Travellers that are 25 or younger however are getting a great deal taking a railpass, especially since you can buy them before leaving home. The guys over at Rail Europe offer the best deals on passes with the current Global Pass offering 10 days of train travel over 2 months costing just $615 AUD (July 2013). The only thing to keep in mind is that this won’t be the final cost of your train travel in Europe. Many journeys using your Eurail pass will need you to make seat reservations prior to your travel at the train station. Some are free, others cost a few euros while a select few can be upwards of 20 euros.
If you feel the rail pass isn’t for you then don’t despair, I’ve found you can often buy train tickets in Europe at the train stations for a cheaper rate when taking short journeys, especially if you are willing to book your tickets in advance. The choice of pass vs buy on the road comes down to convenience in my mind, if you want easy get a pass if you want to seek out the best deals and take it as it comes then buy your train tickets on the road.
A really useful way to start planning your trip is lookup the German Railway Website which offers a timetable and occasionally pricing for tickets right throughout Europe. It’s an amazing tool when your are still at home planning how you intend to get around Europe.
One last note if purchasing a rail passes, they aren’t valid on the Eurostar or in the UK. To get cheap travel on the Eurostar be sure to book 2-3 months in advance and you’ll receive tickets at half the last-minute price. For travel in the UK you can lookup Red Spotted Hankey online or seek out any train station to book tickets in the UK.
Coming from Australia the cheapest ways to travel the country have always been by plane. In Europe it can often work out to be the most expensive. While there is an abundance of cheap airlines available such as Ryanair, Easyjet and Wizz Air you always need to book well in advance to secure the cheap rates. One tip to keep up with cheap offerings is to sign up for their email newsletters so you get notified of any promotions they might have on offer right away.
The problem with cheap airlines is that while the sticker price may say $20 to fly from say London to Rome it’s often the hidden fees and other costs that you fail to take into account. There will be extra fees to take checked luggage as well as additional airport fees and a credit card surcharge added to your total when finalising your purchase.
The other factor many people don’t take into account is that cheap airlines regularly fly into airports located in more remote parts of the country. Instead of flying into Heathrow which is well-connected by the tube to the rest of London, you’ll fly into Luton which means a bus and a train just to make it into the city. All of these extra hidden costs can quickly add up to being the same price as the normal full price airlines. I know I’d prefer the full rate airline over Ryanair any day of the week.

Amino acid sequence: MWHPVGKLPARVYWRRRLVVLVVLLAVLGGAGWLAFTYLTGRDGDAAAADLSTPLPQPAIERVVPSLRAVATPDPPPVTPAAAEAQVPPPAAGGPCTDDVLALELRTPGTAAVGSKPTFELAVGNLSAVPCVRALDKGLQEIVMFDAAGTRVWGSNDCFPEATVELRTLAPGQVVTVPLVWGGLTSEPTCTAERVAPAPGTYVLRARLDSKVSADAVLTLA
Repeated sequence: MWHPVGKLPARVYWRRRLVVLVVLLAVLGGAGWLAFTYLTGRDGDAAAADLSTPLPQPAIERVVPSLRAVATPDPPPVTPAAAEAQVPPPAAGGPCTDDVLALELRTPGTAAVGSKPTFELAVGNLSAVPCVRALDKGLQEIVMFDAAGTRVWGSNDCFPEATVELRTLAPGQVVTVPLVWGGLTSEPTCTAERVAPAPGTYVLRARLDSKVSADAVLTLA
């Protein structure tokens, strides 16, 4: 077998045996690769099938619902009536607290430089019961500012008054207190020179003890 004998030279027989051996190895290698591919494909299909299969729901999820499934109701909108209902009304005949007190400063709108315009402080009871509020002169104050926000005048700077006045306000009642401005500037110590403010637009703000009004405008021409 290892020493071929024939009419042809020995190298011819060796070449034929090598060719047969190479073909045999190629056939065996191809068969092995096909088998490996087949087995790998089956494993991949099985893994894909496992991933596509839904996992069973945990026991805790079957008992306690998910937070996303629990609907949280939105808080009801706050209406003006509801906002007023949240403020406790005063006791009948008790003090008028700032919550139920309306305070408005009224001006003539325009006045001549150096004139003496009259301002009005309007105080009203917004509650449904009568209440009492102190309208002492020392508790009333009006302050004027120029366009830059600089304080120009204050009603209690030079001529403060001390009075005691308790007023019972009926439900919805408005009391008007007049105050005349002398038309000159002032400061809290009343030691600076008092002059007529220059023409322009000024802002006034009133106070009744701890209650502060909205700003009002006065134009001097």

So to help keep the costs down when thinking of flying it comes down to doing the research. There is an army of online flight search tools around these days like Skyscanner and lesser known Dohop which service Europe well.
Combining that with monitoring the airlines promotional emails and a bit of luck now and then flying around Europe can be made a bit cheaper. While it will never be as convenient as bus or train travel which deliver you to the heart of the city it’s the best way to get from one side of Europe to the other.
Train travel will always trump the rest in my book due to it’s simplicity. For those seeing Europe on the cheap and unlucky enough to not be under 25 to buy a cheap rail pass then the bus will almost always be the cheapest way to travel Europe. Air travel is best kept for weekend getaways if you’re living in the UK on a working holiday visa or for moving between the UK and Ireland or mainland Europe.
If you’ve travelled Europe what has been your experience with transport. Was the train, plane or bus your favourite mode of transport or have you got a secret tip that could help future travellers save on transport in Europe? Leave a comment below and let me know I’d love to hear it.